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'Please Look After Mom' author vows to 'write on' following plagiarism row

15:03 March 03, 2021

SEOUL, March 3 (Yonhap) -- Shin Kyung-sook, the author of the Korean bestseller "Please Look After Mom," said Wednesday she will continue to "write on" in her first public appearance in six years after a plagiarism scandal.

"I will write on with new pieces while carrying the heavy burden of my past faults and negligence on my back," Shin said in an online press conference Wednesday. It was held in line with the publication of her new novel whose title roughly translates to "I had gone to my father."

The media event marked her first public appearance since 2015, when she was accused of copying passages from the Korean translation of "Patriotism" (1961) by the late Japanese writer Yukio Mishima in one of her short stories.

Shin initially denied the claims, but her publisher Changbi issued a letter of apology under the name of its head, admitting to the plagiarism in her short story collection, "Legend."

The veteran author, who went out of the public eye following the incident, issued a written statement on the accusation in 2019 as she released the novella with the Korean title translated as "The river doesn't know what is carried in the boat."

This photo, provided by Changbi on March 3, 2021, shows novelist Shin Kyung-sook taking part in an online press conference for her new book. (PHOTO NOT FOR SALE) (Yonhap)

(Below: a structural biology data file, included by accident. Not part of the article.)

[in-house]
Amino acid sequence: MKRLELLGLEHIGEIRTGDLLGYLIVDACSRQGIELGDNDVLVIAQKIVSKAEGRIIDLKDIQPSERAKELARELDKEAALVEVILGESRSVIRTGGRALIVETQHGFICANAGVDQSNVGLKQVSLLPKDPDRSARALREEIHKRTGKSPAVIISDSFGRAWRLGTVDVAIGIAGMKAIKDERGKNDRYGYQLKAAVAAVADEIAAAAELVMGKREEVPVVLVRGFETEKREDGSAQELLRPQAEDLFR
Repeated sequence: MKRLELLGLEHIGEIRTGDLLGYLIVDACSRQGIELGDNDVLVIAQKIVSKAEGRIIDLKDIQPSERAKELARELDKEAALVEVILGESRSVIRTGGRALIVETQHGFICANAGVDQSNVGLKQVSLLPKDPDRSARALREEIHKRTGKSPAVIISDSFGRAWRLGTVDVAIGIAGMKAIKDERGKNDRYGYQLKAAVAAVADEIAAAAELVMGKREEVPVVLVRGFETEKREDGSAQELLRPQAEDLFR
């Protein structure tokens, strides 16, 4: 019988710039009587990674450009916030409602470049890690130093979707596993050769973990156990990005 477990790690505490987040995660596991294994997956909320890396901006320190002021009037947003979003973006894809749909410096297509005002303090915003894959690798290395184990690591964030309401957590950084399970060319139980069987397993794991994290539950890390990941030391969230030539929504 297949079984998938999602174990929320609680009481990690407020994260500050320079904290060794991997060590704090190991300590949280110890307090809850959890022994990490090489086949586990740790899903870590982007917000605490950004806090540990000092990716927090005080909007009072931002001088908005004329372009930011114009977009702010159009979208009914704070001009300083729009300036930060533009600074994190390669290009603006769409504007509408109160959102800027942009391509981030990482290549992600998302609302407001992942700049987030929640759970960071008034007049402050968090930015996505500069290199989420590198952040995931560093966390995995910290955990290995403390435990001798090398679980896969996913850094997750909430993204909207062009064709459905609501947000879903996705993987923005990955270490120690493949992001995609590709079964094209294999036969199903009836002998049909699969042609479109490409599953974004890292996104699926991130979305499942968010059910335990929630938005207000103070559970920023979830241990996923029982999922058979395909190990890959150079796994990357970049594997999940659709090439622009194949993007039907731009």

Denying claims that she intentionally copied the passages, she said she felt like "standing in front of a cliff and that her heart was torn" when she thought about her readers.

"I thought everyday how I could convey my heart," the novelist said. "I felt I write because I can't express all my heart's words. I will make up for the disappointment readers felt by continuing to write."

Looking back over the past six years, Shin said it was a time that became a "stepping stone" for her to move on.

"I was alone but I was most deeply embedded in literature and I diligently found and read new pieces by new authors to not let go of writing," she said. "Those times have become a stepping stone for me to move on."

Speaking on her new novel, the novelist defined it as her "tribute to all nameless fathers in this world."

Shin's new novel, her eighth novel and first published novel in 11 years, centers around a father whose life goes through the ups and downs of the country's modern history. After losing his parents at the age of 14 due to an infectious disease, he fights in the war as a teenager and faces democracy movements after moving to Seoul.

At the same time, the man who lived a rough life is also a father who beams and looks back at life with gratitude when he sees pictures of his children wearing graduation caps.

Saying that her new novel includes everything she wanted to say, Shin stressed that writing is something that will continue to drive her life.

"Literature is like an alibi of my life; it's not something that I can (choose) to do or not do," she said, adding that she wants to be remembered as a person who writes.

The writer, who had planned to write about a person who becomes blind one day, said writing the novel prompted her to want to instead write about a laborer and the issue of death.



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